PictureSurprisingly, FMTWM does not look quite as good, overall, and is not as consistent as the original The Wolf Man's transfer. There are many more lines, pops, speckles and dirt afflicting the image. Some of the wavering vertical lines reach out a lot further and the picture seems a tad more contrast-afflicted with some faces and torches and lanterns blooming more brightly. Scene transitions can suffer from fades, contrast-jumps and a few judders. But don't despair because the transfer still pays dividends with regards to clarity and definition. The foliage - those sneaky branches and wind-rustled bushes - still look great, the detail in the frigid underground cave is stark and clear, with a nice degree of shadings on the ice-encrusted objects, and the detail found within the village and the gypsy encampment are amply rewarding. The brickwork behind the Wolf Man as he marauds his way around backstreet Cardiff is quite well-delineated, too.
Blacks have a degree of stability and, although not the strongest around, manage to maintain some effective shadow-work throughout. The scene of the copper getting attacked has nice heavy darkness draped across some of the image and the fake woods, once again, provide evocative use of light and shade. All things considered, this is not a bad effort for a print that has obviously seen some wear and tear over the years.
SoundThe restored sound is presented in Dolby Digital 2-channel mono and, although clear and discernable enough, still exhibits a few very noticeable pops and stammers. These are only one-offs as opposed to scene-afflicted serial drop-outs, though, so shouldn't really affect enjoyment too much. Dialogue is clear enough for the most part, though there are instances when speech dips a little and sounds slightly muffled. Again, this is nothing that would impair the listening experience too much.
As you would expect, high ends sound harsh and definitely have a struggle on their hands. But the score is presented well enough and there are some splendid snarling and growling from Chaney on the track, especially during that attack on the Welsh policeman. The big song and dance routine also comes over well ... unfortunately. The little effects for the wind and the rustling leaves during the prologue are slight but atmospheric, even if the landing of the stone lid from Larry's coffin sounds as if it carries all the weight of a paper bag. But, on the whole, this track is more than acceptable.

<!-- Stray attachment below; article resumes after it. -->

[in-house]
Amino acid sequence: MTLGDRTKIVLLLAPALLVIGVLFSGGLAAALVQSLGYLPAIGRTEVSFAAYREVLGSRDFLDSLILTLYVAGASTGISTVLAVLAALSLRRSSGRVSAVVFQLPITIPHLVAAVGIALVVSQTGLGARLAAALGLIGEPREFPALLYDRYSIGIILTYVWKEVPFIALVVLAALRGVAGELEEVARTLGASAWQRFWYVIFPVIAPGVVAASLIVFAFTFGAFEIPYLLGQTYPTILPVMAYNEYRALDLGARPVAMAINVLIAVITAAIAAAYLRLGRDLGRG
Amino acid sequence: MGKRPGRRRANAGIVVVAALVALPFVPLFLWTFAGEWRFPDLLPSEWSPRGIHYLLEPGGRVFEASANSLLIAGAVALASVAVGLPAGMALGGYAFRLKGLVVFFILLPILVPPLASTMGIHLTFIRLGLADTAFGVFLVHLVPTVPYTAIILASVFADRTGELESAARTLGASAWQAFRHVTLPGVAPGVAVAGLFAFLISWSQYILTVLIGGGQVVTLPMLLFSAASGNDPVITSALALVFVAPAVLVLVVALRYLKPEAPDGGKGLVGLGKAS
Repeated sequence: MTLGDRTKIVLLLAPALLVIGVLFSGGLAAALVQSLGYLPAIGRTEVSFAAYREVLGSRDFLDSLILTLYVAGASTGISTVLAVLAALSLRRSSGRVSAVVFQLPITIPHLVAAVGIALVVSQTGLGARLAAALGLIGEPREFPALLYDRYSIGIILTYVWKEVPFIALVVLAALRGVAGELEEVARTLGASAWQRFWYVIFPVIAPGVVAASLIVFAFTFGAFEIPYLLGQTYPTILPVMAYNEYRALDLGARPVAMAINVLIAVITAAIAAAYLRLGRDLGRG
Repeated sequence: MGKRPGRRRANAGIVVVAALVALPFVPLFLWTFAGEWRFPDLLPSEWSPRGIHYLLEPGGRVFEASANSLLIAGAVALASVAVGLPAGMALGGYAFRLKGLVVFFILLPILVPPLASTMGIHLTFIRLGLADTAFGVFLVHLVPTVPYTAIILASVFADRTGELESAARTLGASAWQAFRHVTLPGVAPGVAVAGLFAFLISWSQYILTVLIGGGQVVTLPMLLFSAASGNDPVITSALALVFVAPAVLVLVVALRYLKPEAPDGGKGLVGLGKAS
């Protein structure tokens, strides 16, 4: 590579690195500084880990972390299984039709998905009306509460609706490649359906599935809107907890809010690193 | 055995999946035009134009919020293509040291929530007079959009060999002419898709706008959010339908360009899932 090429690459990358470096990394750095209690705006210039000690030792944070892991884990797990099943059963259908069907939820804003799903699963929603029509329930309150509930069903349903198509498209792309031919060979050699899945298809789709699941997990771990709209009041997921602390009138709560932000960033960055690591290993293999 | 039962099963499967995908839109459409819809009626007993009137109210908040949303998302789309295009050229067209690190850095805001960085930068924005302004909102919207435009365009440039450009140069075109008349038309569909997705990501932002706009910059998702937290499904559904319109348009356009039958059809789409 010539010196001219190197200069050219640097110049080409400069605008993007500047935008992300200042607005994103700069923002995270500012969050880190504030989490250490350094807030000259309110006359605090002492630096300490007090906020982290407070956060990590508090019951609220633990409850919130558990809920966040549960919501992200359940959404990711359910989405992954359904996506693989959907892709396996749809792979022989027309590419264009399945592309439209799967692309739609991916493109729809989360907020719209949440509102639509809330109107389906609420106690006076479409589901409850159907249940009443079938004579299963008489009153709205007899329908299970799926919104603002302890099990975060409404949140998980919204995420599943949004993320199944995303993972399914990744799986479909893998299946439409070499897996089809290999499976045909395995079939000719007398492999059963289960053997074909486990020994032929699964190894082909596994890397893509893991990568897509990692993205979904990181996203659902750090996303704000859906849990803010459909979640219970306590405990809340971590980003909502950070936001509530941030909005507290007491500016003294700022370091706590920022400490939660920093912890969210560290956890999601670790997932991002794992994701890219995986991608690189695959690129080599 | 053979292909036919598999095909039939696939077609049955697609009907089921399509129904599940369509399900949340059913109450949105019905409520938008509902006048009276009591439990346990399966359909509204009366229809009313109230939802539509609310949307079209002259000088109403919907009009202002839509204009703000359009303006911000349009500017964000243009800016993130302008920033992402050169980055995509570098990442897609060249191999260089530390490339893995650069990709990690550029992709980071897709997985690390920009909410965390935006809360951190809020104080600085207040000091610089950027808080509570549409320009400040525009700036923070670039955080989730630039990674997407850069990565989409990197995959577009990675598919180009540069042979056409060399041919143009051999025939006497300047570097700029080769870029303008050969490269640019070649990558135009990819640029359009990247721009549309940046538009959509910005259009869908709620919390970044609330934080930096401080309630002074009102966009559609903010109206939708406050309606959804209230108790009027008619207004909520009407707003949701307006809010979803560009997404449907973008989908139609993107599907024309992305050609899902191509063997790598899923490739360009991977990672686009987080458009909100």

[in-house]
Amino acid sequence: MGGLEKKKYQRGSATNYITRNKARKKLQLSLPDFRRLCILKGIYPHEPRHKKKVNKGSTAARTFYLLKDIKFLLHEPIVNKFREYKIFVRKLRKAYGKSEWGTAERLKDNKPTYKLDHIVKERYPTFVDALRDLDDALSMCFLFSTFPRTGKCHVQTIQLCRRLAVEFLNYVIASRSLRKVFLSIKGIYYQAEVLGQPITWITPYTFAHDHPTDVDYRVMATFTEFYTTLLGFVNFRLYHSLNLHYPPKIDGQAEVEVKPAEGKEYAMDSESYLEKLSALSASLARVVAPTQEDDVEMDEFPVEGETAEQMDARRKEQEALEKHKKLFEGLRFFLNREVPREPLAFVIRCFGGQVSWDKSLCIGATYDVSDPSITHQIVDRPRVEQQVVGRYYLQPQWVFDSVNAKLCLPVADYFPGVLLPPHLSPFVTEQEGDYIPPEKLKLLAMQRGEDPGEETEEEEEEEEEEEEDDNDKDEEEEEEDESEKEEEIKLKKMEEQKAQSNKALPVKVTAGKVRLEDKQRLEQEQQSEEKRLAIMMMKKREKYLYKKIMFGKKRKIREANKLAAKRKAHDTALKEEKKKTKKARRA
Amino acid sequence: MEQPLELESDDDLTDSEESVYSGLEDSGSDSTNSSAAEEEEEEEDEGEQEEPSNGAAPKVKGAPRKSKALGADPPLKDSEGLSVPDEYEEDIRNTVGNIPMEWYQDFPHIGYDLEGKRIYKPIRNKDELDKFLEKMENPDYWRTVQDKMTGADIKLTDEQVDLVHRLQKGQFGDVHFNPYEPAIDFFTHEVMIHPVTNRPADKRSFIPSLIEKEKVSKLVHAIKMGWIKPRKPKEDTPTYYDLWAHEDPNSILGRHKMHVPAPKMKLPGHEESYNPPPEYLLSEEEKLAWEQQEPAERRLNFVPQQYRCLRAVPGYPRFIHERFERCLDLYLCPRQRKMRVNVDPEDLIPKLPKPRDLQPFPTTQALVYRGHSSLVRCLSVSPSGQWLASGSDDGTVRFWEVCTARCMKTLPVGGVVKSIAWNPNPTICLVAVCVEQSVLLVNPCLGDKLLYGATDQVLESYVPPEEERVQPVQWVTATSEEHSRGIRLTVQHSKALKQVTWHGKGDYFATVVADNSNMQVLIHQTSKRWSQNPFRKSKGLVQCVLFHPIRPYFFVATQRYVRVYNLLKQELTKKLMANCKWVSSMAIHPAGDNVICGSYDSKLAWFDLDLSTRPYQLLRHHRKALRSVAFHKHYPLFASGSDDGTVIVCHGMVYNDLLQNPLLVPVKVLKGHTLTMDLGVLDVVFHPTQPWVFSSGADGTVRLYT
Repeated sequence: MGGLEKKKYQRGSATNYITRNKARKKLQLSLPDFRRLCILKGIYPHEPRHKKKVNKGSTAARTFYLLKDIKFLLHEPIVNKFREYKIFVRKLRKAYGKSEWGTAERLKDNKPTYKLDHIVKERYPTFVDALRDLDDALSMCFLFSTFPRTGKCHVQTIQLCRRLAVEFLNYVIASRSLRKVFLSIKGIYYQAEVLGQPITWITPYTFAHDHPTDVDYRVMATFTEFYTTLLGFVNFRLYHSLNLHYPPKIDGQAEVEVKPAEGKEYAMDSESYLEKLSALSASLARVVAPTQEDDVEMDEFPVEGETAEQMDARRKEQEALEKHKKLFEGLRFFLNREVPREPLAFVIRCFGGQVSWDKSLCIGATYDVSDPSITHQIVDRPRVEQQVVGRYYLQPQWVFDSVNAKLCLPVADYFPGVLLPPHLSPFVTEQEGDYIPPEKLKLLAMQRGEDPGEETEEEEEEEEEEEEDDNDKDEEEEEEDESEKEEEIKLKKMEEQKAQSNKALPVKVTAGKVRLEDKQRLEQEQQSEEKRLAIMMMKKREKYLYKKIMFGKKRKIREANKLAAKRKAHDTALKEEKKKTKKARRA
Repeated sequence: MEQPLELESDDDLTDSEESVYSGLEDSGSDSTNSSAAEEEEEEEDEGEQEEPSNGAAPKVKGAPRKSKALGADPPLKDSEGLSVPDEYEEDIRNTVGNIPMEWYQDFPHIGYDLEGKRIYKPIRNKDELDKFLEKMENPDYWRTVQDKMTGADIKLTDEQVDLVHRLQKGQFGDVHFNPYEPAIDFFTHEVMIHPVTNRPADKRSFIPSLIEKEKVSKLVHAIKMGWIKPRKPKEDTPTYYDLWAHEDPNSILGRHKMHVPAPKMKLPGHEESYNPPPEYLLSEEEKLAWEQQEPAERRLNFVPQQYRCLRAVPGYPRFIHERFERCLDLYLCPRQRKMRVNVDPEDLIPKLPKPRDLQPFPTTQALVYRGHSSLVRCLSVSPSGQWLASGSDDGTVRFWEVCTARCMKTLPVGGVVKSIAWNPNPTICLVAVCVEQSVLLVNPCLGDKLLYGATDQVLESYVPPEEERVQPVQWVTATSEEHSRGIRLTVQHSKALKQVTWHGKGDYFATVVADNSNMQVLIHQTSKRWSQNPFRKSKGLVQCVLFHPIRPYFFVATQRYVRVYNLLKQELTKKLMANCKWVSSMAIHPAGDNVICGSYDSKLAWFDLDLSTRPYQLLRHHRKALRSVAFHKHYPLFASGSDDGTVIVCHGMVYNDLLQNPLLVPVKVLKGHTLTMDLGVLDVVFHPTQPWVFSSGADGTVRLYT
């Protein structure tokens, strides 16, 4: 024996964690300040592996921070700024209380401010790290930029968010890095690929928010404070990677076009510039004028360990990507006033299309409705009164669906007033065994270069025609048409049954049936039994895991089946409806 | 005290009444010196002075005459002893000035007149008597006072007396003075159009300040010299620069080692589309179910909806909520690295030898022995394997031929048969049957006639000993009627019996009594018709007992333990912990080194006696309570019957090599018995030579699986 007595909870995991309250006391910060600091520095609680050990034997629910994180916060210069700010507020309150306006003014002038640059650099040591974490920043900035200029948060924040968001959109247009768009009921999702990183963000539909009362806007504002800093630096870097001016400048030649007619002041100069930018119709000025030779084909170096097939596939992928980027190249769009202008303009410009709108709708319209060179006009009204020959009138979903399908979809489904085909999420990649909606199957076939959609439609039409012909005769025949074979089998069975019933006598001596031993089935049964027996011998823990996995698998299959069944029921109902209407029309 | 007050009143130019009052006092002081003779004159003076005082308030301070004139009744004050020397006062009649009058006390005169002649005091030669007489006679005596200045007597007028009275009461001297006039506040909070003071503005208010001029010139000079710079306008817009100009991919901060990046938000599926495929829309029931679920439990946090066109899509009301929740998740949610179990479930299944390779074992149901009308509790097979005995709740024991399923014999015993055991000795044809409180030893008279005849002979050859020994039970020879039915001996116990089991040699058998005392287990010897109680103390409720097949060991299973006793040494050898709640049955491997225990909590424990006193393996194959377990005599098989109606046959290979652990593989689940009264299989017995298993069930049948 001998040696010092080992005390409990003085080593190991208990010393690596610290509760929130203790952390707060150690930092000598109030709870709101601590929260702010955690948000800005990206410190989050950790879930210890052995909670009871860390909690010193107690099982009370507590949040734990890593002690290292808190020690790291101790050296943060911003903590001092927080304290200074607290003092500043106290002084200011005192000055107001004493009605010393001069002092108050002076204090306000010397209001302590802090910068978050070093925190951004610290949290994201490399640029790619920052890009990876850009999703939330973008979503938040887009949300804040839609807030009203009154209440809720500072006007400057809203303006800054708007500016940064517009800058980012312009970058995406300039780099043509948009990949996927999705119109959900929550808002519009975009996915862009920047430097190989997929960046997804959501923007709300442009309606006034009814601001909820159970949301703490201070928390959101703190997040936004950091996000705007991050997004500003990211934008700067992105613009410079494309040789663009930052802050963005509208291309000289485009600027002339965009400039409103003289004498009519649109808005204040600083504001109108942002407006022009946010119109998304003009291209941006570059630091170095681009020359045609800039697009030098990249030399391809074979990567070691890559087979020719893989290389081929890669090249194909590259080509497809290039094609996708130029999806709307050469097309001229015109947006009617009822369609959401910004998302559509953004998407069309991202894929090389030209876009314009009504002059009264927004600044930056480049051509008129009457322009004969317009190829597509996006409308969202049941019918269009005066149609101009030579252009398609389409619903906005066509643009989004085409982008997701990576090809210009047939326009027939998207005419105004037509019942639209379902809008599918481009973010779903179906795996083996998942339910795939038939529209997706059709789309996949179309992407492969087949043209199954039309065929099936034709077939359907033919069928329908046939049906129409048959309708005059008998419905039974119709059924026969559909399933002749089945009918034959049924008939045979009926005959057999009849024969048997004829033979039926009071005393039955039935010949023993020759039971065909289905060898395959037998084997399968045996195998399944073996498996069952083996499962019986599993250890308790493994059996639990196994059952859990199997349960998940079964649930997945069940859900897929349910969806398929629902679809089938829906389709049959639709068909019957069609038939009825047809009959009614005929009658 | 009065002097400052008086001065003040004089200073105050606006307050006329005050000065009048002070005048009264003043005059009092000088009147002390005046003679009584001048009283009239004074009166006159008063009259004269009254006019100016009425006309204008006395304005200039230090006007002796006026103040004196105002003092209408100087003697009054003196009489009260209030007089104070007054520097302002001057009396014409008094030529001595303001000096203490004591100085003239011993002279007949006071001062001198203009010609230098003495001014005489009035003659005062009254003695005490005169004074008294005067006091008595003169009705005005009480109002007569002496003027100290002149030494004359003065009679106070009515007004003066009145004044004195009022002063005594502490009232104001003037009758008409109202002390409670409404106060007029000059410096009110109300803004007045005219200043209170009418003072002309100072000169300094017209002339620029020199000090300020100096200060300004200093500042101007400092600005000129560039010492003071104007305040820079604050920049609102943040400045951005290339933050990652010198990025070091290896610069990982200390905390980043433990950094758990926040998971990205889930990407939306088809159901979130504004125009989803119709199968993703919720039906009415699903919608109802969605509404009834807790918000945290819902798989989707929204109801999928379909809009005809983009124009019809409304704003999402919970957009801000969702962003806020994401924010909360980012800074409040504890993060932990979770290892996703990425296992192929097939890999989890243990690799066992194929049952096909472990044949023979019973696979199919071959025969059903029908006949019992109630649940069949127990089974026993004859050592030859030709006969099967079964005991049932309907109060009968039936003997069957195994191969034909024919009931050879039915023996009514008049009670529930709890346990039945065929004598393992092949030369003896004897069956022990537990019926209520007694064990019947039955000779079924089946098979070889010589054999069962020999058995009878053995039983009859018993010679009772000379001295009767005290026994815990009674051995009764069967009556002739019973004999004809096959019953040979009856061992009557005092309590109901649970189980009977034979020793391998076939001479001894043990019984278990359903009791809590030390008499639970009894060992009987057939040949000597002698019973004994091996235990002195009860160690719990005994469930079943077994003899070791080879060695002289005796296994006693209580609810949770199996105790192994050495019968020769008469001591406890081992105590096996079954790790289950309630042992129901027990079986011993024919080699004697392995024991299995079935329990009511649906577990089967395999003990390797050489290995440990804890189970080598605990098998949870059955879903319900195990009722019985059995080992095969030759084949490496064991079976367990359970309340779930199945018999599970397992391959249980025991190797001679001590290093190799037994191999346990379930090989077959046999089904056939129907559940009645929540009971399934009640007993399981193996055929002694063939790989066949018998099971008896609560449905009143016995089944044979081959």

ExtrasVery poor this time out, folks. All we get is the original theatrical trailer and that's your lot, I'm afraid. Considering that this film was the first time that Universal thrust its horror cash-cows together and this would become something of a major trend in the years to come, the lack of some reminiscence and retrospective is slightly disappointing. Tom Weaver and various other historians have lent their vocals to other vintage fare and this one could have benefited enormously from some analysis and dissection.
VerdictOk, so the film really only garners a 6 out of 10 - and many would claim that even this score is being overly lenient - but there is still much of worth in this addition to Universal's horror canon. Production values are high and the film is packed with incident. The werewolf side of things is definitely the most impressive and Chaney makes the most out of a character who wants nothing other than to die. Lugosi's Monster is, inevitably, a letdown considering the great big boots he is trying to fill, but it is strange how easily you can warm to his crumpled-down version of the Karloff's icon, even if he is a relative guest star in the picture. So, two stories go into the mix, but only one has any real relevance, ensuring that this remains markedly a Wolf Man picture first and foremost. Still, the production showed some shrewd initiative by hurling two of Universal's greatest horror archetypes together. The fact that they kept on marketing such monster-mashes for years to come - of considerably lesser value - proved that they knew they'd found a cool idea to begin with but lacked the writing skills and imaginative panache to pull them off, the series ending up as a mere parody of former self. Nevertheless, FMTWM is indispensable in the continuation of Larry Talbot's plight.
This edition sits very snugly on the same disc as the original, with a nice enough transfer for a film of this vintage. A commentary would have been nice to put some historical relevance across and to provide some insight into Bela Lugosi's clod-hopping segue into the role made famous by his arch-rival, Boris Karoff, but sadly this is not to be.
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